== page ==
Gender Queer is Restricted on Campus

Our community reacts to the restriction of the graphic memoir Gender Queer, by Maia Kobabe, due to parental concerns with the maturity of the book.


@redgoldsparks (Maia Kobabe) on Instagram

Gender Queer explores the journey Maia Kobabe takes when exploring their gender and sexuality. Unfortunately, it has been subject to many book bans.

The graphic memoir Gender Queer, by Maia Kobabe, has recently been restricted in our library, due to a parent complaint in regard to the maturity level of the book. The book is still available, and students may request to read it, but it has been removed from the shelf.

Gender Queer explores Kobabe’s experiences with understanding their gender and sexuality as they developed during adolescence. The memoir does include images of “nude characters and sexual scenarios,” often the subject of bans. Gender Queer is not new to banning or censorship. During this 2021-2022 school year, according to PEN America, Gender Queer is the most banned book, as it is banned in 41 school districts. Book banning is on the rise, and often the books targeted are related to LGBTQ+ content, racism, and/or sexual content. 

English teacher Ms. Amy Allen, who teaches two sections of the Banned Books course covers these issues. She expressed that she never thought restriction of books would happen at our school, but she added that “maybe it is inevitable, given our current political climate.” And it is; the Washington Post reported that “Increasingly, organized activist groups are fueling the book-ban movement by challenging the same books — showing up at school board meetings and delivering identical complaints.” Ms. Alisa Brandt, the Library Director, added in an email response, “Parents often cite ‘parental rights’ as one of the reasons for challenging materials because they want to have a say in what their students have access to.” Those who move to challenge books believe they are “protecting” their children.

Ms. Brandt wrote that this complaint and restriction “was more nuanced than a book challenge.” She added that the complaint was due to the fact that the parent was concerned that the “content was too mature and not age appropriate for middle school age students.” Additionally, the parent had communicated that students had taken a picture of a page in the book and shared it with other middle school students. In a letter to the parents, Mr. Ron Kim, Head of School, wrote, “I understand fully that it feels disconcerting and uncomfortable as a parent when your child is reading or consuming media with themes that include sex and sexual identity. Adolescence is a tricky, challenging experience; books and literature can make it easier to navigate…” Additionally, Ms. Brandt explained that the parent was “concerned that their middle school students were seeing content they were not ready for without the guidance of an adult.”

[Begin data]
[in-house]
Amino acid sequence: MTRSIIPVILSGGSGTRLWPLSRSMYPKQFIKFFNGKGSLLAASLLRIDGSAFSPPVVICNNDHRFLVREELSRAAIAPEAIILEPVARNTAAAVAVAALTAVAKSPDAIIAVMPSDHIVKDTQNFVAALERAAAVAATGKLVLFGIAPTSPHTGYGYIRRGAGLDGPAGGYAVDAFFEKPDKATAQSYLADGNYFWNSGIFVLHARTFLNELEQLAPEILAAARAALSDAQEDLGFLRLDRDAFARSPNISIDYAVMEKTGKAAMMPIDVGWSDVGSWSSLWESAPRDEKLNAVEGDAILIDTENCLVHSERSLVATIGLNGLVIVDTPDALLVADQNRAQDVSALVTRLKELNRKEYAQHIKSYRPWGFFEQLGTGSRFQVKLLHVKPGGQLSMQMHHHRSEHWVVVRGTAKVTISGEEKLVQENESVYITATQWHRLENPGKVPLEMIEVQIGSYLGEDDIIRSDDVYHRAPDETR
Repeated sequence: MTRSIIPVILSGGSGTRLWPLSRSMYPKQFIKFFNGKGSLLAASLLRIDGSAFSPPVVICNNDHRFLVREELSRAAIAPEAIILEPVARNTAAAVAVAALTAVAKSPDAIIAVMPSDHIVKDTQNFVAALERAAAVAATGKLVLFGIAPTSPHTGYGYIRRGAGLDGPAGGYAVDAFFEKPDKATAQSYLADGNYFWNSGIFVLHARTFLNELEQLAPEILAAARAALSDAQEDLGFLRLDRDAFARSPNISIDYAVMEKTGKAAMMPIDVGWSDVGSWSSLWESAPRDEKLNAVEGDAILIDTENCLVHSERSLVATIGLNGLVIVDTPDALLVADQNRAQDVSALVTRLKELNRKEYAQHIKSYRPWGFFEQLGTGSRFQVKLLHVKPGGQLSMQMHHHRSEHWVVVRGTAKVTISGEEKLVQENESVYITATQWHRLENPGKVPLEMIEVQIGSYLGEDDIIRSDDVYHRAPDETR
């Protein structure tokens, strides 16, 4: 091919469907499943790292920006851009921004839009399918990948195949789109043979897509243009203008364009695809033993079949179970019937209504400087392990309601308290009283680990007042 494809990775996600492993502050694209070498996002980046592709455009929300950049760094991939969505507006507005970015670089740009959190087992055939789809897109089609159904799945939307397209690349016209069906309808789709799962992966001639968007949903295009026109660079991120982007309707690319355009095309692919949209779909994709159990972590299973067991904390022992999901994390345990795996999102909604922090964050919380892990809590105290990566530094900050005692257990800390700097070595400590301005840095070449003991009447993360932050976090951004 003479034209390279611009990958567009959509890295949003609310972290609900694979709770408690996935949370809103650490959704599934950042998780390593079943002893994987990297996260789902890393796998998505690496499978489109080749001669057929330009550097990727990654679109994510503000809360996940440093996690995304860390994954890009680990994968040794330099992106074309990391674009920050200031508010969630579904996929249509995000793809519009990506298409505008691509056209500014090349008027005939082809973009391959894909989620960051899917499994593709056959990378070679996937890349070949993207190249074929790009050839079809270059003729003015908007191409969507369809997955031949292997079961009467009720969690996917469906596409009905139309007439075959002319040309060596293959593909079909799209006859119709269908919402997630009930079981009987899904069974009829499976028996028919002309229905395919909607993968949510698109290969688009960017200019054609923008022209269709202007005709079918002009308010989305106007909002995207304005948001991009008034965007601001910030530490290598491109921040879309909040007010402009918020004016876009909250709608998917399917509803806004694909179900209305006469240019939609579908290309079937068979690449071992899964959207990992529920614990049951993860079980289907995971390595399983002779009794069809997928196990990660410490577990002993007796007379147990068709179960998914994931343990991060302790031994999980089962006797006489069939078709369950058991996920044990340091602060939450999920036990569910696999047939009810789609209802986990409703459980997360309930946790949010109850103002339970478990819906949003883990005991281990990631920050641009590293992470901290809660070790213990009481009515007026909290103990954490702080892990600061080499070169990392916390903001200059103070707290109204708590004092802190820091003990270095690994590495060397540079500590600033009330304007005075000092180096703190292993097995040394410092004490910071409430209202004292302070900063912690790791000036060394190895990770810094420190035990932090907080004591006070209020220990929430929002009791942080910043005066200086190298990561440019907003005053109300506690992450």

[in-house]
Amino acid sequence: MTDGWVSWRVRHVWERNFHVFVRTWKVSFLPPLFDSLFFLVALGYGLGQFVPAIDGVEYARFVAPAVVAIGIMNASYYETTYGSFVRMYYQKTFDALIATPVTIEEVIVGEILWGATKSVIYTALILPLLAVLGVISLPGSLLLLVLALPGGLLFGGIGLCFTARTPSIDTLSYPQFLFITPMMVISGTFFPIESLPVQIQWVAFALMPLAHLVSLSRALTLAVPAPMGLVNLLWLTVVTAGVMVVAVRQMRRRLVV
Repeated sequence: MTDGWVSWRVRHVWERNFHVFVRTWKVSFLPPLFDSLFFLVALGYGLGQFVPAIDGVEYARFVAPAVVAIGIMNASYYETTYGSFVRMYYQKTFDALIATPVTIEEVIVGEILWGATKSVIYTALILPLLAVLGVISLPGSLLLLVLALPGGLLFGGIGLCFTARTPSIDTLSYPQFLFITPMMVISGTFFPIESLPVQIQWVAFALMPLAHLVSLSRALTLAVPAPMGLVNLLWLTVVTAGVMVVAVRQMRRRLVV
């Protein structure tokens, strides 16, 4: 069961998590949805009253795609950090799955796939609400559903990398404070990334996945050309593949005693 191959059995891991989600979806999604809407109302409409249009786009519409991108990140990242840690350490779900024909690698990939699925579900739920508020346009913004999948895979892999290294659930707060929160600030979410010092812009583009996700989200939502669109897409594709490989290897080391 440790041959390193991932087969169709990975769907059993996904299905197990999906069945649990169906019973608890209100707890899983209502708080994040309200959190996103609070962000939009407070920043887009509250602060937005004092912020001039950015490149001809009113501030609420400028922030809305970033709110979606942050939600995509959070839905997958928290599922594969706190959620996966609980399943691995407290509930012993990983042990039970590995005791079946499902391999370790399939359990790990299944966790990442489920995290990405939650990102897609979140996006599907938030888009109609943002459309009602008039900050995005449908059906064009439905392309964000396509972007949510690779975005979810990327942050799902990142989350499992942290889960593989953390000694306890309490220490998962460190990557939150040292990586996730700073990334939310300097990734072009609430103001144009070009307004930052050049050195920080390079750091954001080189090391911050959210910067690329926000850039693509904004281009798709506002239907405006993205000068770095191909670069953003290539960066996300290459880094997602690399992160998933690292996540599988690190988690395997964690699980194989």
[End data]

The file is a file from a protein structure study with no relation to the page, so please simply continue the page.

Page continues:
Ms. Brandt said the decision to remove the memoir from the shelf but still make it available to any student who requests it, was made because our library encompasses children from sixth through twelfth grade. “The professional reviews of the book (School Library Journal, YALSA, etc.) rate the book for grades 9 and up.” She also shared that she reached out to the American Library Association’s Office of Intellectual Freedom to ask for their recommendations, and they agreed with the current response.

Many are distressed by the consequences of restricting access to Gender Queer. Ms. Allen shared, “My concern is that requiring students to ask permission to check out the book will stigmatize, and dissuade those who would most benefit from reading it.” Similarly, Lily Gover (‘24), a student taking Banned Books, was upset that the School restricted “access for the kids who might really benefit from it,” and said, “I am really sad that it is being taken away, even if it technically is still available.”

Ms. Brandt understood these consequences, and wrote, “It is the hope of every member of the library staff that every student knows they can ask us for anything they may need and we will handle the request with respect and privacy.” Likewise, Mr. Kim wrote, Gender Queer examines important topics for our students; we believe that as a community, we are capable of exploring challenging topics without shaming or embarrassing others.”

As of now, Gender Queer will remain available to students who request it. Although this situation is far from ideal, Ms. Brandt added, “I am relieved that we have not been asked to have the book removed from the school entirely.” Book censorship is not new, and this situation forces our community to face it head-on.